There is something else that Pope Francis might consider in order to promote inclusivity. It was only in 1917 that the rule was set that cardinals had to be priests. Before then, there were times when lay people were made cardinals, albeit usually relatives (legitimately or illegitimately) of the pope. Any rule that is made can be unmade, especially if there is a precedent to support that. I don’t intend exploring the question of whether women can be Catholic priests — after all, Pope John Paul II decreed that we may not even discuss the possibility — but we can explore the idea of lay women being made cardinals.
Earlier this year, Francis appointed a woman to the Synod of Bishops. The esteemed Cardinal Mario Grech, who leads that dicastery (and the Maltese generally are not renowned for their liberalism), commented that “a door has been opened”. So Francis could decide to open that door a little wider. He could appoint a number of women cardinals. They could not themselves become pope, but at least they would have an influence in electing a future pope. This would ensure that the Sistine Chapel included not only the voices of the global south but also the voices of the 51% of the human family who are women.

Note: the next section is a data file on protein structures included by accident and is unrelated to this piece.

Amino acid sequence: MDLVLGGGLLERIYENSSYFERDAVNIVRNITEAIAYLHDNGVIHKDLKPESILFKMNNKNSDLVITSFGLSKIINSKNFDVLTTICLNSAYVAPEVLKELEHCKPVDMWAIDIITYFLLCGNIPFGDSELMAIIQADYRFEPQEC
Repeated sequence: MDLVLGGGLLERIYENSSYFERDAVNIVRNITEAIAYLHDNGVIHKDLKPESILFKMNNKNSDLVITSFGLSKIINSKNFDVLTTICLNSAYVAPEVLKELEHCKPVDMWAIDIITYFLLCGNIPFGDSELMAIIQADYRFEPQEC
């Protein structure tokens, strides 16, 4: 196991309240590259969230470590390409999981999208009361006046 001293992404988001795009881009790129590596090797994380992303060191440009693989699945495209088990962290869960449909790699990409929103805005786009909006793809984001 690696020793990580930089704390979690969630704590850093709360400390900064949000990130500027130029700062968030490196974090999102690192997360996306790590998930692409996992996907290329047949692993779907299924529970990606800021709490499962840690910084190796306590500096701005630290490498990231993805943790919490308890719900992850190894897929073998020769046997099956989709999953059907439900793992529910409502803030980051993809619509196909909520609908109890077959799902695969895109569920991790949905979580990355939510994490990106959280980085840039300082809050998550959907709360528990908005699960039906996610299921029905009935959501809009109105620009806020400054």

In doing this, the Holy Father would be fulfilling a prophecy for the Church that Pope Paul VI made 56 years ago at the end of the Second Vatican Council when talking about the wider world: “The hour is coming, in fact it has come, when the vocation of women is being fully recognised, the hour in which women acquire in the world an influence, an effect and a power never previously achieved.”